Note that, in light of the December 31, 2026 deferral end-date – which means that an investor’s original capital gain must in all events be included in taxable income by December 31, 2026 – the only way to hold a Qualified Opportunity Fund investment for at least 7 years and get the full 15% reduction in the investor’s original gain would be to make the fund investment by the end of 2019.

Third, the law provides the potential for excluding from tax all future gain on the Qualified Opportunity Fund investment itself, provided that the fund investment is held for at least 10 years. That is, if an investor holds his or her fund investment for 10 years or more, then when he or she later sells, the investor would pay no additional capital gains taxes over and above the taxes already triggered on December 31, 2026 with respect to his or her original gain.


The tax benefits described above can be significant, in particular if an investor is willing to hold a Qualified Opportunity Fund investment for at least 10 years. The potential downsides are common to any private equity investment or real estate transaction – illiquidity and the risk of poor manager selection.

Regarding illiquidity, by design the law requires long-term investment in an Opportunity Zone in order to receive the maximum income tax benefits. This means that an investor must be willing to lock up his or her investment for at least 5 years, and more likely 10-plus years. In the meantime, taxes will be due on the investor’s original capital gain – included in income on December 31, 2026 at the latest, with the taxes payable in 2027 – without any guaranteed liquidity from the Qualified Opportunity Fund to help pay the tax liability.

Regarding manager selection, the quality of the underlying investment and the management team will matter. Successfully investing in an economically depressed, low-income Opportunity Zone will require skill and experience that traditional fund managers may not possess. There is also ongoing uncertainty about whether a Qualified Opportunity Fund can hold a diverse group of real estate projects and operating businesses, or must be organized as a single-project investment. If the latter, diversification within the fund will not be possible, increasing the risks of fund underperformance. This question – whether managers can effectively and practically structure diversified funds – was a particular focus of the February 14th hearing, and the IRS answer will be important to investors.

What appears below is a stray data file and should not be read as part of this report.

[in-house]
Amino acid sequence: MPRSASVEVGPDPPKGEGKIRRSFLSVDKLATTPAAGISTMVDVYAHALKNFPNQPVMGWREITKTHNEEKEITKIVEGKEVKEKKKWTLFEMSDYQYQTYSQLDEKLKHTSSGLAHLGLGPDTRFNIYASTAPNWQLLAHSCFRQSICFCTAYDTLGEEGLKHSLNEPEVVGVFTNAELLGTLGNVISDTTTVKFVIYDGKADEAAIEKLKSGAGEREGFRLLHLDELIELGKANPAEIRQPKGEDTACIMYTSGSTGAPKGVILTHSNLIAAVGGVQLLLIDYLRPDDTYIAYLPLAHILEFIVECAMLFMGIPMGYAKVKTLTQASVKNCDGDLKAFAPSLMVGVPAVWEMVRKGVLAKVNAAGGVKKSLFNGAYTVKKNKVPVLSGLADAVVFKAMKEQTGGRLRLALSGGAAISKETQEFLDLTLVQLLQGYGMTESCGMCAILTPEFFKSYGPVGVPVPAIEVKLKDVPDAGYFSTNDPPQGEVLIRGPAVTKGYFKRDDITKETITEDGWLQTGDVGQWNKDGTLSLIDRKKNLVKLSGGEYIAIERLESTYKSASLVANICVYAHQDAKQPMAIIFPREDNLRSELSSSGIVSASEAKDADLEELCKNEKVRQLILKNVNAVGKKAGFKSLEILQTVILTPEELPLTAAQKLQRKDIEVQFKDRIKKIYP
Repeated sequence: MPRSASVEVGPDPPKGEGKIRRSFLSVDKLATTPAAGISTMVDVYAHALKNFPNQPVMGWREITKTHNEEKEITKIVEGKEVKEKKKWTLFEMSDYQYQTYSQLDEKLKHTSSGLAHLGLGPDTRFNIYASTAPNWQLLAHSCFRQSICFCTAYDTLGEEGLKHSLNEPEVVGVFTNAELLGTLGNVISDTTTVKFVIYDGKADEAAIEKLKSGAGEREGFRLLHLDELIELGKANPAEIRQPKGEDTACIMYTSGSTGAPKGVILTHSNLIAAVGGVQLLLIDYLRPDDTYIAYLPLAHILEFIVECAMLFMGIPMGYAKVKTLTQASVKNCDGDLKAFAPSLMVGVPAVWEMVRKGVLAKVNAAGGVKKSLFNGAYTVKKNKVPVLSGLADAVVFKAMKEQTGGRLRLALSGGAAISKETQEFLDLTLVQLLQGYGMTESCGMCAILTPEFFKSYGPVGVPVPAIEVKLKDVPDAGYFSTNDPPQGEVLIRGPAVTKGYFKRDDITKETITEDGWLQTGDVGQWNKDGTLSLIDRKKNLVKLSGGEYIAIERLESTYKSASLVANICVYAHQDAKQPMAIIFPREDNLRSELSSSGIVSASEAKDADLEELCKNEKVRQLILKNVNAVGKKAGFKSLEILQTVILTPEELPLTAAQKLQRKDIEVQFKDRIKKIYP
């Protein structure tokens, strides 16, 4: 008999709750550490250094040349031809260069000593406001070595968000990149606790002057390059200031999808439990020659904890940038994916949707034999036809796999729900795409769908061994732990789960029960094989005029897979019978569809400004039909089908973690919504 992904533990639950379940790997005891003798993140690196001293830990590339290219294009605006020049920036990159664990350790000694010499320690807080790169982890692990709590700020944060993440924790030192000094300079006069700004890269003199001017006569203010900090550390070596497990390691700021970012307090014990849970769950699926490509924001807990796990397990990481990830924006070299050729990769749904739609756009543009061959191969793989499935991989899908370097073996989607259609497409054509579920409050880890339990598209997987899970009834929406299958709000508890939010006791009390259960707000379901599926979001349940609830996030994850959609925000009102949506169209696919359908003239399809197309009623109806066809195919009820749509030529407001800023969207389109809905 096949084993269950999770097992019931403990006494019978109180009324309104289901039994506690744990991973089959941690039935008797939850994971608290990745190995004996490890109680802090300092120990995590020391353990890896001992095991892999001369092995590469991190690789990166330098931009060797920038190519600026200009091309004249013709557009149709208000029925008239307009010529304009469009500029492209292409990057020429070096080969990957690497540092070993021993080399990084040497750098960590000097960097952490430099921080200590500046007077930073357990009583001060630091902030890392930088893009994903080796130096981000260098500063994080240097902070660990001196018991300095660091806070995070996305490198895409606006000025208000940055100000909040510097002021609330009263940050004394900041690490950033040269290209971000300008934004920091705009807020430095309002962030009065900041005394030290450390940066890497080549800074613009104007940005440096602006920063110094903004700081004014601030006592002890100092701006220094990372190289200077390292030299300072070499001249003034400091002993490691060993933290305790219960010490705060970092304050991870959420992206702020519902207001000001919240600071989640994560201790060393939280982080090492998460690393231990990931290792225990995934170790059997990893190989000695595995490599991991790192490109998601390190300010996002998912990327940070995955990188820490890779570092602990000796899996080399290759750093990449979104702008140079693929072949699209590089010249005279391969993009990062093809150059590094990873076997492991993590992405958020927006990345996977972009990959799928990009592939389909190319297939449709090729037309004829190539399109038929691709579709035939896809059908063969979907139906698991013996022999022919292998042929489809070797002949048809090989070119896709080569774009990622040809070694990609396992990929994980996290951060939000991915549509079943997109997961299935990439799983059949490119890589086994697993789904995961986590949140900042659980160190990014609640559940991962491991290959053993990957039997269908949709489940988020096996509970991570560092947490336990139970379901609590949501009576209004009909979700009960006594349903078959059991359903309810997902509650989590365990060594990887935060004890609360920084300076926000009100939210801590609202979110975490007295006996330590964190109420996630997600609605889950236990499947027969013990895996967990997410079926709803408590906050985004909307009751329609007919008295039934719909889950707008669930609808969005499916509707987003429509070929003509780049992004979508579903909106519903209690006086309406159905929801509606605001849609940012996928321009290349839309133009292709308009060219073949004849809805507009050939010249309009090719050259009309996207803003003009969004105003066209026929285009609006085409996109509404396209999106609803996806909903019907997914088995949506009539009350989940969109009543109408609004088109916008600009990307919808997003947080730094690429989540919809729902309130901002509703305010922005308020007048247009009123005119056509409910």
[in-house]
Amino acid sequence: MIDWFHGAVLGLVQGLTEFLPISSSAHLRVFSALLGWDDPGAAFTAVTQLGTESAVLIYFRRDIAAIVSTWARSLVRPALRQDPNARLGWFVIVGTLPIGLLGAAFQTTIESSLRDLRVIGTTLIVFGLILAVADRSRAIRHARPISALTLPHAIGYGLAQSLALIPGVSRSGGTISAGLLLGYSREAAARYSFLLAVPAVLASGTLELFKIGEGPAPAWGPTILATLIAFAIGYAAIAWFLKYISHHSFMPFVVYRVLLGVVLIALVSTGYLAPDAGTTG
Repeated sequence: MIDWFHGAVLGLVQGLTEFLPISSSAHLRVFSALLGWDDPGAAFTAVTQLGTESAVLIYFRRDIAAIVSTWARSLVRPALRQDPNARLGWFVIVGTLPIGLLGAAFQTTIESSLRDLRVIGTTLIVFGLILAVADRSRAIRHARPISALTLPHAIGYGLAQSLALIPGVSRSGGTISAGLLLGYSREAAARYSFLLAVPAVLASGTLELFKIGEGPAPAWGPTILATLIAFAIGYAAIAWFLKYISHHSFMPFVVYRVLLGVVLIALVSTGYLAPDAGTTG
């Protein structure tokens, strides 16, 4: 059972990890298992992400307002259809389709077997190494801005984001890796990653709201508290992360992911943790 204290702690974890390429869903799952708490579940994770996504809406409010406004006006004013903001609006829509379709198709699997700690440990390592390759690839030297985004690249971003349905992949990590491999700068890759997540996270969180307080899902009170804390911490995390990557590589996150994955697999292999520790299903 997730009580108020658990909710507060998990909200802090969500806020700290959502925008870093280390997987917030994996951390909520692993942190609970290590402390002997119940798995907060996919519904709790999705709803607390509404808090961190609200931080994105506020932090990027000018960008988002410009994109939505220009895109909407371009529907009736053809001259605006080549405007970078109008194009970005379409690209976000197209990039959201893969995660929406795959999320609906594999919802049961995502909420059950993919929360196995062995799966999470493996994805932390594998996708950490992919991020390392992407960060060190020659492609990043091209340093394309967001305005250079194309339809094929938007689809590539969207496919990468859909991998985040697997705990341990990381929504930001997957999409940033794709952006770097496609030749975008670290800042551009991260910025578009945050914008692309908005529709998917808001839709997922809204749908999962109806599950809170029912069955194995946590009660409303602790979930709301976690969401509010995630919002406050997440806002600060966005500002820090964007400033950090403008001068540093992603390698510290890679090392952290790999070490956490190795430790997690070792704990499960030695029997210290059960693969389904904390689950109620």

The IRS has promised to issue additional guidance about Qualified Opportunity Funds soon. At the 5-hour February 14th hearing, stakeholders raised numerous concerns about the current rules, which may be changed in the final regulations as a result. In the meantime, the proposed federal regulations state that taxpayers are generally entitled to rely on them. On that basis, fund managers have begun forming Qualified Opportunity Funds and seeking capital from investors.

As with any illiquid private investment, we recommend that investors carefully evaluate any Qualified Opportunity Fund, since the income tax benefits – as good as they are – may not be enough to offset a poorly performing fund.